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The Indian revolutionary who went to jail, taught at Columbia and was accused of being a ladies’ man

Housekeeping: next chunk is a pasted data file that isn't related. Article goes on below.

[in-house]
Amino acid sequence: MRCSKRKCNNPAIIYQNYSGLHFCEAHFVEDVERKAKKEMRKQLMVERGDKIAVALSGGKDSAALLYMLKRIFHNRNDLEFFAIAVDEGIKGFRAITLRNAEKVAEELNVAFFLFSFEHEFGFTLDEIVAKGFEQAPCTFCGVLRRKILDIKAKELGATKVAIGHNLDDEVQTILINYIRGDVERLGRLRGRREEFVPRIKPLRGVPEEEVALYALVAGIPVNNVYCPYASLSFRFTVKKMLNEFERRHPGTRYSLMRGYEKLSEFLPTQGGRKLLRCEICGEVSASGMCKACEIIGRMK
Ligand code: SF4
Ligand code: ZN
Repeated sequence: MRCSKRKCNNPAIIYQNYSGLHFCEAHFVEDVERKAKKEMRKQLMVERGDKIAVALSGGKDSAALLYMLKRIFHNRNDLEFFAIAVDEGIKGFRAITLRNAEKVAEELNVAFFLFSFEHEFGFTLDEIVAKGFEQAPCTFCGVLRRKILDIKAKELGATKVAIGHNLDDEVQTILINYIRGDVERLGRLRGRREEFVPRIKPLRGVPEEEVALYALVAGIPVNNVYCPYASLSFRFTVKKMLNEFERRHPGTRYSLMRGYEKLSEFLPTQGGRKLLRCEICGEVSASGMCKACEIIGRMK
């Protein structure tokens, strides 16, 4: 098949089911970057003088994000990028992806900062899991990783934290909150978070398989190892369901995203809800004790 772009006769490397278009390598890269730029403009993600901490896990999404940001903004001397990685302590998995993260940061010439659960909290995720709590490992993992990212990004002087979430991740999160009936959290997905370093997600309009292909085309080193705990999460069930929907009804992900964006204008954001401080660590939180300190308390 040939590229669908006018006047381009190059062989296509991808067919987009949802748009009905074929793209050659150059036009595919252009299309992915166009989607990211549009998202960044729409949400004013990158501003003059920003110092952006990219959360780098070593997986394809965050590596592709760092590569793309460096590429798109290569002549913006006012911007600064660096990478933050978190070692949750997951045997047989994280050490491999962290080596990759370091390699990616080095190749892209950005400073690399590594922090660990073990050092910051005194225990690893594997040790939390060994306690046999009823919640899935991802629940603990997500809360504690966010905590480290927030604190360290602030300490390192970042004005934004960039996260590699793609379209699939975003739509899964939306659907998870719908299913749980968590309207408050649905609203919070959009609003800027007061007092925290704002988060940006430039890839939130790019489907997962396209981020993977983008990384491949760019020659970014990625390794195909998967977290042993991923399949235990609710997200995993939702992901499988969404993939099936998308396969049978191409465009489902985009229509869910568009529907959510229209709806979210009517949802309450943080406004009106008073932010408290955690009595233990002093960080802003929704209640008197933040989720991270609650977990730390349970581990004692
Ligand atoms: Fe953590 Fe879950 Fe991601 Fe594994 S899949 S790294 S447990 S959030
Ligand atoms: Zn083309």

In 1906, when Taraknath Das first arrived in the United States, he didn’t quite fit the profile of a stereotypical “Hindu immigrant”. Most migrants from India were in search of better opportunities. They came from the Punjab, were soldiers and farmers, or in rare cases, students and preachers. Das was none of those – he was a rebel on the run from the British police. Das had been drawn to Anushilan Samiti, an organisation that preached revolutionary violence against the British, soon after he left home, aged 19. He followed the Samiti first to Dhaka and then Mymensingh, before bolting to Brindavan disguised as a yogi, under the assumed name of Tarak Brahmachari. His campaign had put him squarely in the crosshairs of the British. So, to escape persecution, he sailed to Japan in 1905, and a year later, travelled as Jogendranath Das to Seattle, Washington.........Read more

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